CyberDominance.com is the new home of General Dominance Theory (GDT).
GDT is the basis for Cyber Dominance theory. It provides guidelines for how to achieve dominance in any domain, including Cyber. Now all developments in GDT will be published and discussed on CyberDominance.com.
Introduction to General Dominance Theory
General Dominance Theory (GDT) was originally developed as a proposed way to help the US Navy make sense of the Information Domain, and to provide a roadmap on how dominance in the Information Domain (i.e. Information Dominance) could be achieved, and how warfighters could weaponized information. GDT does not just describe the concept of dominance in the context of military warfare, but also any case where a person or group struggles to achieve their desires. Business, politics, camping, learning – anything.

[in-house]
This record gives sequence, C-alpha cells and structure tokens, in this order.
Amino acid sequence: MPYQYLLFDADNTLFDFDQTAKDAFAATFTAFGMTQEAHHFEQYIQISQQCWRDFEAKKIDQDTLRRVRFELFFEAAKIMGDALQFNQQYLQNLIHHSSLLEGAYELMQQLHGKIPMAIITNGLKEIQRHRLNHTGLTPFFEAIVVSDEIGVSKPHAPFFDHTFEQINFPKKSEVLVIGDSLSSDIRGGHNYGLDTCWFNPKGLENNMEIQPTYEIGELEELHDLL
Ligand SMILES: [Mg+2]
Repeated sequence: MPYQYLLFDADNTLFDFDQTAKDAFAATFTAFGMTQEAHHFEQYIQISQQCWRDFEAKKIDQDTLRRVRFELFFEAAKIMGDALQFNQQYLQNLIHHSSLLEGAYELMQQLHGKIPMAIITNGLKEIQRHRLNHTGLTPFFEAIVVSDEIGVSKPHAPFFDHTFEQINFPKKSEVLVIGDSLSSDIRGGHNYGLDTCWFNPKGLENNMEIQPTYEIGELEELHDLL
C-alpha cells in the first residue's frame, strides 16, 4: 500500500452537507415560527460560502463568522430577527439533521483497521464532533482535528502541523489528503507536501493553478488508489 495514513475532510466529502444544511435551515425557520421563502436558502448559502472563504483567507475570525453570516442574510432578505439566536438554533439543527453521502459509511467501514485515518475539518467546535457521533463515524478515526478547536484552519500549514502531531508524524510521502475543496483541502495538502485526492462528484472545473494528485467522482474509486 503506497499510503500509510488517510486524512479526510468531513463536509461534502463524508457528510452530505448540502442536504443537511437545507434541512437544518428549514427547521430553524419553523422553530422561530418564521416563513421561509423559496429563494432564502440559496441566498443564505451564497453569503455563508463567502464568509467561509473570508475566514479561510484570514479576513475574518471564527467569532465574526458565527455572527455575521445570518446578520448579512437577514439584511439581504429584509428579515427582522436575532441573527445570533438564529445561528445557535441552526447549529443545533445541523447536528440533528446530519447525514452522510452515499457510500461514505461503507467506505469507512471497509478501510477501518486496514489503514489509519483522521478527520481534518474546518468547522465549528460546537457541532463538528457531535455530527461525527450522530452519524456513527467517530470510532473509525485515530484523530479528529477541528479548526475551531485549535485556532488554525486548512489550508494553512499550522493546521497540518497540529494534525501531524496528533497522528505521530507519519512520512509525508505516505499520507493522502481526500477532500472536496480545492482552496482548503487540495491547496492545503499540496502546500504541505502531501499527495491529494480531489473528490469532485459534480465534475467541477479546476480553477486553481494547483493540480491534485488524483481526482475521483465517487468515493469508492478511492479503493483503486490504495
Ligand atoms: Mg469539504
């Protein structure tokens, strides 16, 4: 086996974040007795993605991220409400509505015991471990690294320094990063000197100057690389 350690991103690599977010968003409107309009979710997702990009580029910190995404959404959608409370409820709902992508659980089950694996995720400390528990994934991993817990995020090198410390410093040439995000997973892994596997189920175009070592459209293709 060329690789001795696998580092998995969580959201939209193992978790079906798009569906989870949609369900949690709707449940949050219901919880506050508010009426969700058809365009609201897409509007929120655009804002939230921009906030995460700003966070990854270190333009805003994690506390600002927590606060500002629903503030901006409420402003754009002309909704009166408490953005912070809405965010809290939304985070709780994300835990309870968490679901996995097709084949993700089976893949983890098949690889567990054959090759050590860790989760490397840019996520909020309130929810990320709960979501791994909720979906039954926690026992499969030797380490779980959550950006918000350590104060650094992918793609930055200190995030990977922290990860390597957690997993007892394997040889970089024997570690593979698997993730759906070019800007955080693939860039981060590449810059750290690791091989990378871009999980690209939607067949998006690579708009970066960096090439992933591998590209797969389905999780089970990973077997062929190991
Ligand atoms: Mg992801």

In war (or any struggle), our ultimate goal is to make a desired image of reality the actual reality. We want to change “the way things are” into “the way we want them to be.” This requires two things: (1) the ability to accurately perceive reality and (2) the ability to affect reality. If we can do both of these things perfectly, then we can always achieve this goal, and we can always achieve our desires.
The General Dominance Theory page contains a thorough overview of GDT and links to other topics about GDT, including how to measure your progress towards dominance. You can also find all GDT publications, tools, and diagrams from that page.
Jacob F. Davis is the founder of CyberDominance.com. He is a systems integrator and jack-of-all-trades. He specializes in leading teams of rivals comprised of widely-varying specialties. He’s a former Adjunct Professor of Cyber Security at the U.S. Naval Academy and has a background in complex adaptive systems, space operations, performance arts, military operations, and iOS programming.